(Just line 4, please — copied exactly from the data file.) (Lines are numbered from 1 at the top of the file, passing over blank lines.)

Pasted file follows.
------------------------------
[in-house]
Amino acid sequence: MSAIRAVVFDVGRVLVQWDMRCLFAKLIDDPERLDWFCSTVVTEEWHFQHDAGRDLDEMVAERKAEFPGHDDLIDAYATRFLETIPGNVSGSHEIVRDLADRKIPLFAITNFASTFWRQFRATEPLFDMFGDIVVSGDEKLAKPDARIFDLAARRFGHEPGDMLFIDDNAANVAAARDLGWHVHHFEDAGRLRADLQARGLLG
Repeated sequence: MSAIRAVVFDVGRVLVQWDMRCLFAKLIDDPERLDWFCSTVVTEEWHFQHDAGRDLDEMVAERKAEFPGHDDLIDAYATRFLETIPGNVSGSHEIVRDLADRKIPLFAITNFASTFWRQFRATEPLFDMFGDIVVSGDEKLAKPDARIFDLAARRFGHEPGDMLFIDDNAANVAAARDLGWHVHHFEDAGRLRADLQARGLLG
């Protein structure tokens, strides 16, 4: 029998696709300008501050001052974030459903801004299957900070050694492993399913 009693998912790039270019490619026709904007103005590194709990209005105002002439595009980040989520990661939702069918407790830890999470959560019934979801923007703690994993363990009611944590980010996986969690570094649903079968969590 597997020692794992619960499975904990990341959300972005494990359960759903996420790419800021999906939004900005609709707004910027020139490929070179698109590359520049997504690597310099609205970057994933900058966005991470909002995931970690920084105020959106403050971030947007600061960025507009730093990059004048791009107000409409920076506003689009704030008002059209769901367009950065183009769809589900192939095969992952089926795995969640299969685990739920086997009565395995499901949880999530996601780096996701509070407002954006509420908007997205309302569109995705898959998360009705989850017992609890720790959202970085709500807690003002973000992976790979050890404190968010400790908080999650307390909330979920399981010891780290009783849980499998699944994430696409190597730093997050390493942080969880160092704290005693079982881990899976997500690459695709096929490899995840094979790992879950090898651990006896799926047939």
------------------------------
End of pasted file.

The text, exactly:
């Protein structure tokens, strides 16, 4: 029998696709300008501050001052974030459903801004299957900070050694492993399913 009693998912790039270019490619026709904007103005590194709990209005105002002439595009980040989520990661939702069918407790830890999470959560019934979801923007703690994993363990009611944590980010996986969690570094649903079968969590 597997020692794992619960499975904990990341959300972005494990359960759903996420790419800021999906939004900005609709707004910027020139490929070179698109590359520049997504690597310099609205970057994933900058966005991470909002995931970690920084105020959106403050971030947007600061960025507009730093990059004048791009107000409409920076506003689009704030008002059209769901367009950065183009769809589900192939095969992952089926795995969640299969685990739920086997009565395995499901949880999530996601780096996701509070407002954006509420908007997205309302569109995705898959998360009705989850017992609890720790959202970085709500807690003002973000992976790979050890404190968010400790908080999650307390909330979920399981010891780290009783849980499998699944994430696409190597730093997050390493942080969880160092704290005693079982881990899976997500690459695709096929490899995840094979790992879950090898651990006896799926047939």